Scientists May Have Solved The Mystery Of The Origin Of Life
When it comes to the origin of life on the Earth, it's really a set of paradoxes. In order for life to have happened, there had to be some kind of genetic molecule like DNA or RNA that was capable of passing the blueprints of itself, of life, on. What was also required were fatty lipids, which provide membranes for cells to hold their contents in. So it's kind of a chicken and egg type problem.
But now researchers think they may have solved these paradoxes. Chemists are reporting that a pair of simple compounds, which would have been more than abundant in the environment of early Earth, can give rise to simple reactions that produce three major classes of biomolecules: nucleic acids, amino acids, and lipids. All three are needed for life. It's not proof of how life started, but it's an indication of how it may have.
“This is a very important paper,” says Jack Szostak, a molecular biologist and origin-of-life researcher at Massachusetts General Hospital in Boston, who was not affiliated with the current research. “It proposes for the first time a scenario by which almost all of the essential building blocks for life could be assembled in one geological setting.”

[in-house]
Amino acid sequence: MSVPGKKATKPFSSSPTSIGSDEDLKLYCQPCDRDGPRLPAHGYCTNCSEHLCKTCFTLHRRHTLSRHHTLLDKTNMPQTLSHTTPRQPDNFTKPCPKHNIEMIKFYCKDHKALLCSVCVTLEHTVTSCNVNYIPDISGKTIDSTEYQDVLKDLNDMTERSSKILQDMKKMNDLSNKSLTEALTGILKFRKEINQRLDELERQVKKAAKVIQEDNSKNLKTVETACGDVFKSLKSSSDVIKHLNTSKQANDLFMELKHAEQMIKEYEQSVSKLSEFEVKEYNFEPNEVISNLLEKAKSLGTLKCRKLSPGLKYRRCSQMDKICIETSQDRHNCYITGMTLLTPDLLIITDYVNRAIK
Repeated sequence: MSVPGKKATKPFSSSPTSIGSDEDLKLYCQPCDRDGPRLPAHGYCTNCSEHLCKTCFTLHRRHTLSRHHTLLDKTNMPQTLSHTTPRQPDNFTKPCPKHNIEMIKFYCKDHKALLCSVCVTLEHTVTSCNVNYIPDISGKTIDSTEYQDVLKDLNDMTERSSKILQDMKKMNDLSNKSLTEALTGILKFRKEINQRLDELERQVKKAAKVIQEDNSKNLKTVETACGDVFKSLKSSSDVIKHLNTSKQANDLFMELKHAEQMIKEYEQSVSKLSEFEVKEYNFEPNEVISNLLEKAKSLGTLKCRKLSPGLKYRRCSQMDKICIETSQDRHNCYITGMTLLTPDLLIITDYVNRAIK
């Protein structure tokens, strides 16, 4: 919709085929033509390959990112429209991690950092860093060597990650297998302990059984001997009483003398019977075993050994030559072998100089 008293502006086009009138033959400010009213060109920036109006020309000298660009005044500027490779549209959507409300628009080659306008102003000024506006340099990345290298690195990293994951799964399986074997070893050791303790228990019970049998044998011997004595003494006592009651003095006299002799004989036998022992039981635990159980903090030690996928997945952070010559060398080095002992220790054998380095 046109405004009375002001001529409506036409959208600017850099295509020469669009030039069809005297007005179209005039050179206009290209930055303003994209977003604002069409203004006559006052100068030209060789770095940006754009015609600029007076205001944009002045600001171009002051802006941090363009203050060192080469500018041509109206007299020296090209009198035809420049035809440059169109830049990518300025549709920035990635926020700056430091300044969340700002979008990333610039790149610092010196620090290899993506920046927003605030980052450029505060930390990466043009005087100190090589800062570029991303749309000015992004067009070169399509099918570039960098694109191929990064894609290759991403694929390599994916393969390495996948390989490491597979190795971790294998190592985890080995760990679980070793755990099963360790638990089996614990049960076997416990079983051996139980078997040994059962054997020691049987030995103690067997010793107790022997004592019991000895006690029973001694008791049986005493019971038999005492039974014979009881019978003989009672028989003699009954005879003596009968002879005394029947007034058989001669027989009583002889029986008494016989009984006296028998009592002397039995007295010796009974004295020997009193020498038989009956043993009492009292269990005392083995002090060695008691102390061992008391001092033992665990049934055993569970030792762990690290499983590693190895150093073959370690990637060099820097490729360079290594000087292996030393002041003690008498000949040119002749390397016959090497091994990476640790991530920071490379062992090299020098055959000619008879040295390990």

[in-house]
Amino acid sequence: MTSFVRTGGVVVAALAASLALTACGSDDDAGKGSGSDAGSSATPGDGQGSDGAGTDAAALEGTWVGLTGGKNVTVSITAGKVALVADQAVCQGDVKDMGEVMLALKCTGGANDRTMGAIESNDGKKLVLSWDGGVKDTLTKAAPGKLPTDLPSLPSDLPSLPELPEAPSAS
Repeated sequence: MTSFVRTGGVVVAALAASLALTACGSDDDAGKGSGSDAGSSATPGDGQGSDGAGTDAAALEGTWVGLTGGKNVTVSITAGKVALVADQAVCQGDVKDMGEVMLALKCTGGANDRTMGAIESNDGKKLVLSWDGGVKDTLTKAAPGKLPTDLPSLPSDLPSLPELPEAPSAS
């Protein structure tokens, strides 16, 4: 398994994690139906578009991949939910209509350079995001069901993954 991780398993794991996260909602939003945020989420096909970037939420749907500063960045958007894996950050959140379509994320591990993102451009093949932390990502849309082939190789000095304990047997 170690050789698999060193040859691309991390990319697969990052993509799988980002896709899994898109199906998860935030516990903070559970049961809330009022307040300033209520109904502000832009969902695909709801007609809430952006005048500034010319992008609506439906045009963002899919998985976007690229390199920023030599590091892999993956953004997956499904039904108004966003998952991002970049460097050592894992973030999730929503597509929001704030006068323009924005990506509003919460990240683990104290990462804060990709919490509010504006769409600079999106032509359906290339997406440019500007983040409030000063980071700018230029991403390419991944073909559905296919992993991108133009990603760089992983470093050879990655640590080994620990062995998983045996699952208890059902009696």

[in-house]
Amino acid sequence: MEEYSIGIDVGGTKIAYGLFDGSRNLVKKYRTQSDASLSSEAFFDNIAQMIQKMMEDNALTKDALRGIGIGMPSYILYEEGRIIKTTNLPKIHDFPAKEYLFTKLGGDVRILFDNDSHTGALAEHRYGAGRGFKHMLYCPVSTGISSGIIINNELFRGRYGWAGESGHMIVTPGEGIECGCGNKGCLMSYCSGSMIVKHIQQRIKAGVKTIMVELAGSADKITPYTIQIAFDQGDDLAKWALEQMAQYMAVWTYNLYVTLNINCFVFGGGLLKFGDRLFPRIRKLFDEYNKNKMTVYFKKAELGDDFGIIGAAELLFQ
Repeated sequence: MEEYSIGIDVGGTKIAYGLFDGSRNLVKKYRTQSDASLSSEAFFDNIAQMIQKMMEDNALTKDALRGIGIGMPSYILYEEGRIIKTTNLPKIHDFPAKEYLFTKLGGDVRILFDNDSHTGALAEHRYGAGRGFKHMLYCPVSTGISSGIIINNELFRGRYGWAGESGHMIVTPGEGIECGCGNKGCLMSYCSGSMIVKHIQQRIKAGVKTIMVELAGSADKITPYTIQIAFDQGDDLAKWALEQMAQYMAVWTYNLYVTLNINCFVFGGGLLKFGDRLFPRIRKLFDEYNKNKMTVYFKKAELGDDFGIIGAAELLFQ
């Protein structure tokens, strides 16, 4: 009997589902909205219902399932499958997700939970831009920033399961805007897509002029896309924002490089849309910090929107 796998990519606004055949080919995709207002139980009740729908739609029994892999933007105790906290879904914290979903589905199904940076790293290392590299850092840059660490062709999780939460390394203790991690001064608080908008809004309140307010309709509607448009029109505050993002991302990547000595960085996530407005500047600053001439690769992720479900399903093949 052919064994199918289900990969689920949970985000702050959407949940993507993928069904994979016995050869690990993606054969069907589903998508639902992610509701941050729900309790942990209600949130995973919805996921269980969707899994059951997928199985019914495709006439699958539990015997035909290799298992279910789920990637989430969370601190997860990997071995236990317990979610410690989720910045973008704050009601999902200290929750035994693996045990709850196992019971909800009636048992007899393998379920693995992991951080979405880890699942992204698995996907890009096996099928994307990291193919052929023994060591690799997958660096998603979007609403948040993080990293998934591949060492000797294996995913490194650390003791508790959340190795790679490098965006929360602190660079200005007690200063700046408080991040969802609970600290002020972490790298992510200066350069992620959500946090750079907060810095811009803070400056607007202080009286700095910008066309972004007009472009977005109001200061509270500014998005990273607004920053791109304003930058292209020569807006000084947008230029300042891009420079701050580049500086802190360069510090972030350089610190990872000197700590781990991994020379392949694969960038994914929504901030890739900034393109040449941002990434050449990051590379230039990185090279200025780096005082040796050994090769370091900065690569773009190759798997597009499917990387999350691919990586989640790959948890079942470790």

Scientists have believed for a long time that certain types of biomolecules formed first. Some believe that RNA came first. RNA can pass along its genetic information and serves as a protein-like chemical catalyst that speeds up some reactions. Metabolism-first proponents believe that simple metal catalysts may have created the organic soup that spawned all life.
For this study, Sutherland and his colleagues worked backward from those chemicals to see if they could find the route to RNA from even simpler materials, and they succeeded. In the current issue if Nature Chemistry, the team reports that it created nucleic acid precursors starting with just hydrogen cyanide (HCN), hydrogen sulfide (H2S), and ultraviolet (UV) light. Sutherland says that the conditions that produced nucleic acid precursors also started materials that are required to make lipids and amino acids. So a single source reaction could have given rise to all of life's building blocks at the same time, thus solving the life paradox.
What do you think? Is this an adequate explanation for the origins of life?